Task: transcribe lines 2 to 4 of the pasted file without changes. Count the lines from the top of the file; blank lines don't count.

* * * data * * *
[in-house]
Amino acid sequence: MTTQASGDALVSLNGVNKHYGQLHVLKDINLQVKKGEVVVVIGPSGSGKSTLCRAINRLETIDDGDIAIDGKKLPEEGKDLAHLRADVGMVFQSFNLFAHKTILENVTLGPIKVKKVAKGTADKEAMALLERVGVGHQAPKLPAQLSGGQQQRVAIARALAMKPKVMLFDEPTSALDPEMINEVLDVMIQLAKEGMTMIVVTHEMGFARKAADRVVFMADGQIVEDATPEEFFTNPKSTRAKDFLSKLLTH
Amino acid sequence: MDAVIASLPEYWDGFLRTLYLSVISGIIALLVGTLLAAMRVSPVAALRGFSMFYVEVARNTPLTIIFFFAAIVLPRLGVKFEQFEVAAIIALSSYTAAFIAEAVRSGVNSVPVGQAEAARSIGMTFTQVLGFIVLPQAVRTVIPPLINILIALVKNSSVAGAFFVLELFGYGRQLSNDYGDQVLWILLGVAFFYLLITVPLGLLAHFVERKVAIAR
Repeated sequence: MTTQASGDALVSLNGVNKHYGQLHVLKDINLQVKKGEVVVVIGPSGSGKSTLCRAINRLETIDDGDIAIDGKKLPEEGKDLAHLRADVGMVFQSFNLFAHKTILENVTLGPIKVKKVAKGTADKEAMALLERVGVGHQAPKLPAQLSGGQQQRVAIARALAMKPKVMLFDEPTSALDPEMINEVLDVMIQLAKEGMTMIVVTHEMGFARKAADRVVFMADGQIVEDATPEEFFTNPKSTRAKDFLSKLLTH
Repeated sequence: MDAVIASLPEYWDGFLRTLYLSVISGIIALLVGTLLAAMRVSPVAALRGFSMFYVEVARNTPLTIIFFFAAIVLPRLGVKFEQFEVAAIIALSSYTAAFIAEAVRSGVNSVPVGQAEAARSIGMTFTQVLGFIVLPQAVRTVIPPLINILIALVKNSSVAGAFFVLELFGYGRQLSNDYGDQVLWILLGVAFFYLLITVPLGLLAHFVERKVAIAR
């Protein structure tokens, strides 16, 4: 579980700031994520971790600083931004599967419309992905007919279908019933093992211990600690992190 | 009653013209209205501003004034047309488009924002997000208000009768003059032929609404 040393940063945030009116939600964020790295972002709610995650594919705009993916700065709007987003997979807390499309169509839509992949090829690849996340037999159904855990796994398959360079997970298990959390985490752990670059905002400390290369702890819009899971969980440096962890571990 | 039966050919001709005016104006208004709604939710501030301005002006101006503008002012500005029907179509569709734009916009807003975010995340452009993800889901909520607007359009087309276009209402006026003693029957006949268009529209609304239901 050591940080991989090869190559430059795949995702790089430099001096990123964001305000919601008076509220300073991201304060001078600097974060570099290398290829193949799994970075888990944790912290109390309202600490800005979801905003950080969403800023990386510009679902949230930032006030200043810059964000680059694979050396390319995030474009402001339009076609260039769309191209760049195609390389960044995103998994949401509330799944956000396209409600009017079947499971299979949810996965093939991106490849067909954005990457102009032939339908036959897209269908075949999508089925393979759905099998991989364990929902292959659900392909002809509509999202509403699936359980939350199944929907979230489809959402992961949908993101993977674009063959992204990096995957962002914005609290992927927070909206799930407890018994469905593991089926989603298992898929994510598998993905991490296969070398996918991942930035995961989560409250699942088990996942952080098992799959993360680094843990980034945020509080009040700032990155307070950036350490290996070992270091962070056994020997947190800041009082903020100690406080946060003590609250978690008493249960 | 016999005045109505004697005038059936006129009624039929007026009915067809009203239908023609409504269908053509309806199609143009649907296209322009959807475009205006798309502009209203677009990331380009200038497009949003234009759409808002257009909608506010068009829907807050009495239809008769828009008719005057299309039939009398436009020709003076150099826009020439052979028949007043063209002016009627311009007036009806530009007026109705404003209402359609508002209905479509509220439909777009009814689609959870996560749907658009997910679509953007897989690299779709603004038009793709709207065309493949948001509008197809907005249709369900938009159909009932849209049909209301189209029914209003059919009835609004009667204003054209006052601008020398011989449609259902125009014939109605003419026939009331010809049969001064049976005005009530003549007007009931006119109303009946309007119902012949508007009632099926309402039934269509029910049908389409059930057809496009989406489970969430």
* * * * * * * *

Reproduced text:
Amino acid sequence: MTTQASGDALVSLNGVNKHYGQLHVLKDINLQVKKGEVVVVIGPSGSGKSTLCRAINRLETIDDGDIAIDGKKLPEEGKDLAHLRADVGMVFQSFNLFAHKTILENVTLGPIKVKKVAKGTADKEAMALLERVGVGHQAPKLPAQLSGGQQQRVAIARALAMKPKVMLFDEPTSALDPEMINEVLDVMIQLAKEGMTMIVVTHEMGFARKAADRVVFMADGQIVEDATPEEFFTNPKSTRAKDFLSKLLTH
Amino acid sequence: MDAVIASLPEYWDGFLRTLYLSVISGIIALLVGTLLAAMRVSPVAALRGFSMFYVEVARNTPLTIIFFFAAIVLPRLGVKFEQFEVAAIIALSSYTAAFIAEAVRSGVNSVPVGQAEAARSIGMTFTQVLGFIVLPQAVRTVIPPLINILIALVKNSSVAGAFFVLELFGYGRQLSNDYGDQVLWILLGVAFFYLLITVPLGLLAHFVERKVAIAR
Repeated sequence: MTTQASGDALVSLNGVNKHYGQLHVLKDINLQVKKGEVVVVIGPSGSGKSTLCRAINRLETIDDGDIAIDGKKLPEEGKDLAHLRADVGMVFQSFNLFAHKTILENVTLGPIKVKKVAKGTADKEAMALLERVGVGHQAPKLPAQLSGGQQQRVAIARALAMKPKVMLFDEPTSALDPEMINEVLDVMIQLAKEGMTMIVVTHEMGFARKAADRVVFMADGQIVEDATPEEFFTNPKSTRAKDFLSKLLTH